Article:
15 Beautiful Japanese Words That Don’t Exist in English
If you’re learning Japanese, you probably don’t need to be told that it’s a beautiful language.
You already know.
Instead, we’d like to introduce you to a collection of beautiful Japanese words that we love, and you’re sure to enjoy too.
Add these beautiful words to your vocabulary or simply keep them close to your heart as a reminder of the beauty of the Japanese language.
- 1. Kanbina — 甘美な (かんび な)
- 2. Tsundoku — 積ん読 (つんどく)
- 3. Kogarashi — 木枯らし (こがらし)
- 4. Mamori tai — 守りたい (まもりたい)
- 5. Shouganai — しょうがない
- 6. Boketto — ぼけっと
- 7. Fuubutsushi — 風物詩 (ふうぶつし)
- 8. Petorikōru — ペトリコール (ぺとりこーる)
- 9. Fukanōna — 不可能な (ふ かのうな)
- 10. Komorebi — 木漏れ日 (こもれび)
- 11. Ikigai — 生き甲斐 (いきがい)
- 12. Wabisabi — 侘寂 (わびさび)
- 13. Irusu — 居留守 (いるす)
- 14. Koi no Yokan — 恋の予感 (こいのよかん)
- 15. Shinrinyoku — 森林浴 (しんりんよく)
1. Kanbina — 甘美な (かんび な)
Definition: A word that sounds sweet and pleasant to the ear.
Ironically, our first beautiful Japanese word on this list can be used to describe beautiful Japanese words.
This expression is often used when someone says a word that’s audibly beautiful, but sometimes couples will use it when one of them compliments the other.
私の名前は日光です。(わたし の なまえ は にっこう です。)
My name is Sunshine.
甘美な名前だ！(かんび な なまえ だ！)
How pleasant to the ear!
2. Tsundoku — 積ん読 (つんどく)
Definition: The act of buying too many books and never reading them.
Many of us are guilty of this bad habit, but unfortunately, there’s no word for it in the English language.
While the meaning of this Japanese word is pretty unique, its sound is also beautiful: It rolls off the tongue and is just very pleasant to say out loud.
(かのじょ は よく ほん を かう が、つんどく だ。)
She always buys books but rarely ends up reading them.
3. Kogarashi — 木枯らし (こがらし)
Definition: A cold fragrant wind that arrives shortly before wintertime.
If you’re outside at just the right moment to feel it, you’ll know that winter is on the way.
This Japanese word beautifully represents the end of a season. Although this kind of wind occurs in many parts of the United States, there’s no word for it in English.
(そと で は こがらし が ふいている。)
A cold wintry wind is happening outside.
4. Mamori tai — 守りたい (まもりたい)
Definition: “I will always protect you.”
This term is typically said by a romantic partner to their beloved.
You wouldn’t throw this out to just anybody. Reserve it for a tender moment between yourself and someone you’ve been dating for a while.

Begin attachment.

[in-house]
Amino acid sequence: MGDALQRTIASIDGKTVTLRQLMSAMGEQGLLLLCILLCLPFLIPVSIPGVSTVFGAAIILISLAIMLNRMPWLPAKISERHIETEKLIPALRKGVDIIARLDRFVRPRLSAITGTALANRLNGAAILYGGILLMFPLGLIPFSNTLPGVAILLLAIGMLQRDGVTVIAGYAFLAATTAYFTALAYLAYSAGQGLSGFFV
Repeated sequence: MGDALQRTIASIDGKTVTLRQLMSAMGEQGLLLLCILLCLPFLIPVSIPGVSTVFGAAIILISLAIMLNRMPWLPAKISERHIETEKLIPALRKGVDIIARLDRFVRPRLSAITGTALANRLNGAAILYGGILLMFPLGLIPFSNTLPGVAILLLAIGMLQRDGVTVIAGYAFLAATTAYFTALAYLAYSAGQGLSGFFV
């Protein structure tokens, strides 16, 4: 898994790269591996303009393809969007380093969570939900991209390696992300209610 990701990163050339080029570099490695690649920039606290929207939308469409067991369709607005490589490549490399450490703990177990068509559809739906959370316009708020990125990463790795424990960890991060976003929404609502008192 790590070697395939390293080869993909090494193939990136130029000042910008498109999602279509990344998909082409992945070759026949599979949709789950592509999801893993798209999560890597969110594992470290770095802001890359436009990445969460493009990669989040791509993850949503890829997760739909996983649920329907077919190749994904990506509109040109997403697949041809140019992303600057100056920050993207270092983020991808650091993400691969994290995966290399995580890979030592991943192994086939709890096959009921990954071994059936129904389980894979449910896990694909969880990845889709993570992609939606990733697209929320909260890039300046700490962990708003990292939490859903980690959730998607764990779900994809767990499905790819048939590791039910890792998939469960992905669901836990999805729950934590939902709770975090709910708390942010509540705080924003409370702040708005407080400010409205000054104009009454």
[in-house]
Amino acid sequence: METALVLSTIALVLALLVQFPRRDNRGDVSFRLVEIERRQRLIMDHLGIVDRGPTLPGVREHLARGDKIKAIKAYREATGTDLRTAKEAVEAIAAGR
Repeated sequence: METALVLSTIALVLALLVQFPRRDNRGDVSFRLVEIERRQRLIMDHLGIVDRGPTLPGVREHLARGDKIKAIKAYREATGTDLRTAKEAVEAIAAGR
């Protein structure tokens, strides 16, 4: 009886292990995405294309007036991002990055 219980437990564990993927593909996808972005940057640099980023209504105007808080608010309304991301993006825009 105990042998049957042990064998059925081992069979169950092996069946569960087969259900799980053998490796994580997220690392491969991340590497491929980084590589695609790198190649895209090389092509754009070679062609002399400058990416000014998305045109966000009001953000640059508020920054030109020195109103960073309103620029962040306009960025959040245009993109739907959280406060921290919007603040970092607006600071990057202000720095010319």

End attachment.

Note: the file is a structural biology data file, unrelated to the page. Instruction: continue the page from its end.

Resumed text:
(だいすき だ よ、きみを まもりたい。)
I really like you, I will always protect you.
5. Shouganai — しょうがない
Definition: A wise and beautiful phrase that means “It just can’t be helped.”
When life gets rough and we blame ourselves for how things have ended up, remember this very smart and very true phrase often used by Japanese people.
The phrase describes the unpredictability of life and lack of control human beings really have in the grand scheme of things.
最近、彼は失業したんだよ。(さいきん、かれ は しつぎょう したんだ よ。)
He lost his job recently.
It can’t be helped.
6. Boketto — ぼけっと
Definition: To daydream longingly.
When someone’s staring out a window, paying no attention to the world, lost in their own thoughts and daydreaming—that’s ぼけっと.
It can be an endearing term or an annoying one, especially when a student isn’t paying attention to their teacher in the middle of class.
Quit your daydreaming!
7. Fuubutsushi — 風物詩 (ふうぶつし)
Definition: This essentially means “nostalgia,” but particularly nostalgia that occurs when something triggers memories from a specific season.
The term roughly translates to “seasonal tradition.” If the smell or sight of something reminds you of a particular season, it’s a 風物詩 moment.
A good example could be smelling a soap that reminds you of your grandmother’s house.
(はなび たいかい は にっぽん の なつ の ふうぶつし です。)
Fireworks festivals are a Japanese seasonal tradition.
8. Petorikōru — ペトリコール (ぺとりこーる)
Definition: The smell of rain before it begins to fall.
Okay, so this word kinda does exist in English. “Petrichor” is the English word for the smell of rain, and this Japanese word is a katakana borrowed from it.
Still, in either language, it’s a beautiful and pleasant thing you’ve probably experienced.
いい香り だ。(いい かおり だ。)
What a lovely aroma.
それはペトリコールだよ。(それは ぺとりこーる だよ。)
That’s the smell of the rain.